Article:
So, we calculate the GDP Deflator using the actual quantities of goods and services produced in the economy in the current year. We calculate the Consumer Price Index, on the other hand, using a predetermined basket of goods and services. That basket of goods and services stays the same from one year to the next as we calculate the inflation rate, and that's what makes all the difference. Let's look at how that works in the example of our simple economy with apples and bananas.
The Consumer Price Index requires that we find the market bundle of goods and services that we're going to use as our base case. Let's choose the Year 1 quantities for that market basket. That is, we're going to say that the typical household consumes 2 apples and 3 bananas. And we're going to look at how the price of that market basket changes from one year to the next. Let's start then by calculating the cost of that market basket in Year 1. Using the prices from Year 1: $1 times 2 apples is $2 for apples, and $2 per banana times 3 bananas is $6 for bananas, for a total price of that market basket of $8. Now, what happens as we move from Year 1 to Year 2? Again, ignore the Year 2 quantities. They are not relevant for the Consumer Price Index. We're focused on what happens to the price of that market basket that we've defined as 2 apples and 3 bananas. Let's use now the prices from Year 2. Year 2 price times Year 1 quantities gives us $1.50 per apple times 2 apples, or $3 for apples, and $2.50 per banana times 3 bananas, or a total of $7.50 for bananas. That adds up to a grand total of $10.50 to purchase that market basket after prices have risen. The whole idea then with the Consumer Price Index is a fixed basket of goods and services and how the cost of that basket changes as prices change from one year to the next.
Now we're ready to calculate the Consumer Price Index. It's simply the cost of that market basket of goods in the current year divided by the cost of the same market basket in the base year, multiplied by 100. Now that we've calculated the cost of the market basket in two years, we're ready to calculate the CPI. Let's start with the base year, which is kind of a trivial case. The cost of the market basket in the base year divided by the cost of the market basket in the base year will always be 1. And when you multiply that by 100, you will get 100. The consumer price index is always 100 for the base year. Now, let's take a more interesting case: Year 2. In Year 2, the cost of the market basket is equal to $10.50. Divide that by $8, the cost of the market basket in the base year. Multiply by 100 and you get that the CPI in Year 2 is equal to 131.25. Once you've got the Consumer Price Index in two years, you can calculate the rate of inflation between those years--that is, what happened to prices between Year 1 and Year 2 according to the CPI. Well, let's calculate the rate of inflation between those two years using the CPI. And we'll get 131.25--the CPI in Year 2--minus 100--the CPI in year 1, our base year--divided by 100, the CPI in our base year. Well, when you do that math, you find that the percentage change is 31.25%. That is, the rate of inflation measured according to the Consumer Price Index is 31.25%. Now, hold on. It wasn't that long ago that we calculated the rate of inflation according to the GDP Deflator and we got a different number all together. In fact, you'll recall we got 33.33%.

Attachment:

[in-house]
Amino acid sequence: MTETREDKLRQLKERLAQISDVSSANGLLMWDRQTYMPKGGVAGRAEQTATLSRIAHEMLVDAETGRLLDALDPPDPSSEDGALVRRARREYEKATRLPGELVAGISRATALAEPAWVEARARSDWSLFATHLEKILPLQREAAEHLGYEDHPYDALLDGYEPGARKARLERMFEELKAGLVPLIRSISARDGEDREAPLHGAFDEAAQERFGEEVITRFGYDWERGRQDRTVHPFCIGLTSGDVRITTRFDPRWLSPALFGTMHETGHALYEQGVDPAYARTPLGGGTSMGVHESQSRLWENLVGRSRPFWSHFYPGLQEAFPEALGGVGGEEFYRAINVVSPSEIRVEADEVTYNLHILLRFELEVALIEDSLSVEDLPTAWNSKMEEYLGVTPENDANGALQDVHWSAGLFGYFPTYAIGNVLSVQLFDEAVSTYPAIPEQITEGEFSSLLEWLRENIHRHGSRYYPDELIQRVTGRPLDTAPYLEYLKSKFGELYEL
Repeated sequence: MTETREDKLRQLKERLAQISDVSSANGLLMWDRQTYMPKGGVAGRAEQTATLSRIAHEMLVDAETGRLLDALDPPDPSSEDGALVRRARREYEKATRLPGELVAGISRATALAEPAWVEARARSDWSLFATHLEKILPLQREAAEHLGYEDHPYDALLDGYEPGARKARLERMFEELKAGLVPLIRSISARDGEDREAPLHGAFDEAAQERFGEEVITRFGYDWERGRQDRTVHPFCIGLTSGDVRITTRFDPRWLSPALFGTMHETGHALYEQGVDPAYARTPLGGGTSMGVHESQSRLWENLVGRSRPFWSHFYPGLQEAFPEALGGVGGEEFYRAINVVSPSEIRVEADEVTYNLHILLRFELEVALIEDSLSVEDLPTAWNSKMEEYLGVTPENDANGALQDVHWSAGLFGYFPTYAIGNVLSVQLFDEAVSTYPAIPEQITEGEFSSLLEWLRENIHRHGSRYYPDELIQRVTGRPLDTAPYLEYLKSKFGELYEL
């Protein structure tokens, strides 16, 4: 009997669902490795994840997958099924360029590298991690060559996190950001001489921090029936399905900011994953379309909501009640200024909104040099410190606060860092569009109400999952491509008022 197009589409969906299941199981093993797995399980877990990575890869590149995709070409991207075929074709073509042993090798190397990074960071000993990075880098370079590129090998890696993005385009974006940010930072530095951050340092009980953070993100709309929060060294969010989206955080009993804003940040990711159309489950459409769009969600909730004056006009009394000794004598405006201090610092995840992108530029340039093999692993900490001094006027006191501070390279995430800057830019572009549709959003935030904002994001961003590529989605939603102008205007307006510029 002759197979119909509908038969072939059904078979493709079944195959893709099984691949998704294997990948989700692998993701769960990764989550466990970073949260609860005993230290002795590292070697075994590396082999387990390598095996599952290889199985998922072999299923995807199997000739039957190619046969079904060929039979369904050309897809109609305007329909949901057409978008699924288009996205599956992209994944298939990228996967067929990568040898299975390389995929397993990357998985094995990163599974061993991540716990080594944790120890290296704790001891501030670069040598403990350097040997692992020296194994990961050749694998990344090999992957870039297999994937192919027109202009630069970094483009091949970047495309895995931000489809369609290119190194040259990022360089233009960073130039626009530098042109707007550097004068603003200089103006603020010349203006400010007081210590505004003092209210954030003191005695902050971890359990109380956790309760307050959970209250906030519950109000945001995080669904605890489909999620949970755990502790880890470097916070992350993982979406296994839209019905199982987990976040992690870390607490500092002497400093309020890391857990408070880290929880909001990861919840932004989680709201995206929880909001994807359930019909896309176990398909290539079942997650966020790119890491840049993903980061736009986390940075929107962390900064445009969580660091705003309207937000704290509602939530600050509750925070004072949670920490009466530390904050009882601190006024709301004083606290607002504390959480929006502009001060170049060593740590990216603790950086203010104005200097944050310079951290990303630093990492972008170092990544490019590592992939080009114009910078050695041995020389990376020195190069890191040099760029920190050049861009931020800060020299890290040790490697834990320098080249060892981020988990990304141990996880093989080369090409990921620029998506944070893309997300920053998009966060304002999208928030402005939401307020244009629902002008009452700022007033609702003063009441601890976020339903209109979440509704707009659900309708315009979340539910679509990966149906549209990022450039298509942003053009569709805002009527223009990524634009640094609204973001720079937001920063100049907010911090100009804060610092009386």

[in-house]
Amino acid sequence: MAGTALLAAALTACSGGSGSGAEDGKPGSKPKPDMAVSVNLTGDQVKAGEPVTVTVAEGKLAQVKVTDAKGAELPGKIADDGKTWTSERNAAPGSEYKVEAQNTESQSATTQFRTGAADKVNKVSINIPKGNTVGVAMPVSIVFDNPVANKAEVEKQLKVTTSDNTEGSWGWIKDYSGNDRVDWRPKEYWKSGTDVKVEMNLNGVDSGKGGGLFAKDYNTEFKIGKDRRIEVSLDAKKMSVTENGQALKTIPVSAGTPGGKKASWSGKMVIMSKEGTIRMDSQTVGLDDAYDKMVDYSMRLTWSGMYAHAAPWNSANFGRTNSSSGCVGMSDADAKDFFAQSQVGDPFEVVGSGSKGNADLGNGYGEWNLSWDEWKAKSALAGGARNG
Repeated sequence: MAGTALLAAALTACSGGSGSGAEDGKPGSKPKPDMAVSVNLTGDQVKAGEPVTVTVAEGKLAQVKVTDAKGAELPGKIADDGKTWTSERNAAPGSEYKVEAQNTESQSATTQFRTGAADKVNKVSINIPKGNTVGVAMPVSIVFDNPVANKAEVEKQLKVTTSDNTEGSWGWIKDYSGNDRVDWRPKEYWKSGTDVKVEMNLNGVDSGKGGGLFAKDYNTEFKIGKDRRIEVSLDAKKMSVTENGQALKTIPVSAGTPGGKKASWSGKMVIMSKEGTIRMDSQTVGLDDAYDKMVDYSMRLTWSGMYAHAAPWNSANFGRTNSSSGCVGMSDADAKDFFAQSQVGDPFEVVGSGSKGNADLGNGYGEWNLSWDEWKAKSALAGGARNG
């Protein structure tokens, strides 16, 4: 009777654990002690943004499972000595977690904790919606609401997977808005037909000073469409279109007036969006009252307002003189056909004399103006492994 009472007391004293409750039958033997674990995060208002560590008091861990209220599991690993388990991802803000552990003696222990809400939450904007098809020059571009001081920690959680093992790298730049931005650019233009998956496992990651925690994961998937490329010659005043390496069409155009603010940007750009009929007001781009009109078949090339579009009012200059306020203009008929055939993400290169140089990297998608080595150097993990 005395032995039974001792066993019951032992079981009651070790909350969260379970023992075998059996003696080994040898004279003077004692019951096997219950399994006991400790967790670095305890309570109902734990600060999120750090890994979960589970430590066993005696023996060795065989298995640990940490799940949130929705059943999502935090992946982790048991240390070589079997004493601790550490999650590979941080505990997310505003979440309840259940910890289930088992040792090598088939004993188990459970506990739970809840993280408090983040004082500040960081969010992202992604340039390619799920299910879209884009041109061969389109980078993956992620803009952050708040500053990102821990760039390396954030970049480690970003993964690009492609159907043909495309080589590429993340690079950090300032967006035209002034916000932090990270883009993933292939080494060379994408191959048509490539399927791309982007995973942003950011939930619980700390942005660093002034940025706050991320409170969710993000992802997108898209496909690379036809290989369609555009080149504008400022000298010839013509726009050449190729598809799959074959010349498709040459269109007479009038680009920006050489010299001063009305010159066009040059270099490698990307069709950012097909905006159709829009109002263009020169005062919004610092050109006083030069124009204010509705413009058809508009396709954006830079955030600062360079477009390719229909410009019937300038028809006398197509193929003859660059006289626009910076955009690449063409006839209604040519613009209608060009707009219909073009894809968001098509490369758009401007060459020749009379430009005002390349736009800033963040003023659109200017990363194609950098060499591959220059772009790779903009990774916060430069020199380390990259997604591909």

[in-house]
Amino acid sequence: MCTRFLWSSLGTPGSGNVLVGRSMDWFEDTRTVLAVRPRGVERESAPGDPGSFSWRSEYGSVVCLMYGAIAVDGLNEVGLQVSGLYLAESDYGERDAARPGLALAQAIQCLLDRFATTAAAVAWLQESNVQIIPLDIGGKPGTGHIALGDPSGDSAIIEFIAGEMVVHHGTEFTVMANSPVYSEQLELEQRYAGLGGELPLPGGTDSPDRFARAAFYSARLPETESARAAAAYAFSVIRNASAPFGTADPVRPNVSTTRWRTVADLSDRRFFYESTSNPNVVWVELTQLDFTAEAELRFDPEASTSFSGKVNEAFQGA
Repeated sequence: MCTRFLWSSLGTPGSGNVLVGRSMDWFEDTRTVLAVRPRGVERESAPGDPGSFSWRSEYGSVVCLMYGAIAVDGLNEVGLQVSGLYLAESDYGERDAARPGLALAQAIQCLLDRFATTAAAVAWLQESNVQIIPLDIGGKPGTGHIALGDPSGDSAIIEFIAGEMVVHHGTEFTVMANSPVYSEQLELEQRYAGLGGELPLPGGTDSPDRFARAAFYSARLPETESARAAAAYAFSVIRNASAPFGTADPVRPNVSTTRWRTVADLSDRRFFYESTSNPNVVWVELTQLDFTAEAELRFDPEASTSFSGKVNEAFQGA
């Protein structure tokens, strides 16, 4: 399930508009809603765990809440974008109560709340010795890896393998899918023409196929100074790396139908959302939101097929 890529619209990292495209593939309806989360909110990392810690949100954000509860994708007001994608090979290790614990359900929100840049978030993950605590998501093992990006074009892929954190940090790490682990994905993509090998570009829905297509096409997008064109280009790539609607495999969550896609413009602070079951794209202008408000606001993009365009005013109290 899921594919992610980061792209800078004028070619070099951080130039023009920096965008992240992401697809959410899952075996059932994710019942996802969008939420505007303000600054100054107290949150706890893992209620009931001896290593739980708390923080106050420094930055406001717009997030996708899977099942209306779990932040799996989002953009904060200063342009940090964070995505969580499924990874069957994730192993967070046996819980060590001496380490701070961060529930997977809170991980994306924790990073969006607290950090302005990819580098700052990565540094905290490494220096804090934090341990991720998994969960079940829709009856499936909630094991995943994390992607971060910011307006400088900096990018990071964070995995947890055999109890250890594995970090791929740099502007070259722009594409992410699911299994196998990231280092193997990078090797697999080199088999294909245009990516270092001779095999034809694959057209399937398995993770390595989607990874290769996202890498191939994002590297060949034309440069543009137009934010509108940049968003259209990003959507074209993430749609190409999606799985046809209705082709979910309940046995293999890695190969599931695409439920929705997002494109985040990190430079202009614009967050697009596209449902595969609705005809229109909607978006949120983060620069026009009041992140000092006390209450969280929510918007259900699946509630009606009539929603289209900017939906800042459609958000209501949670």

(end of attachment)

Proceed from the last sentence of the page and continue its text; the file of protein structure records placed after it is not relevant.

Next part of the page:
What gives here? Why are we getting different numbers for calculating the rate of inflation? It's because the method of accounting for price changes is different in the two cases. First of all, the GDP Deflator looks at all of the goods produced in the economy, while the Consumer Price Index looks at only a specific market basket of goods. Moreover, the Consumer Price Index might include imports, whereas the GDP Deflator is based on domestic production. Finally, the Consumer Price Index uses a base year, and it sets quantities with respect to a base year, while the GDP Deflator looks at quantities in the current year to weight changes in prices.
These three changes, specific market basket versus the whole economy, imports versus no imports, and finally, base year quantities versus current year quantities will give us the differences that we measure in the inflation rates depending on which of the two methods we're focused on. So, Consumer Price Index and GDP Deflator are two paths to figure out what's happening to prices in the economy. But the paths wind in different ways, and it's important to understand the differences when you see two different reports of the inflation rate. Next time you see that, you'll know what's going on.
Macroeconomic Measurements
Cost of Living
Calculating the Rate of Inflation Page [1 of 2]

Embed this video on your site

Copy and paste the following snippet: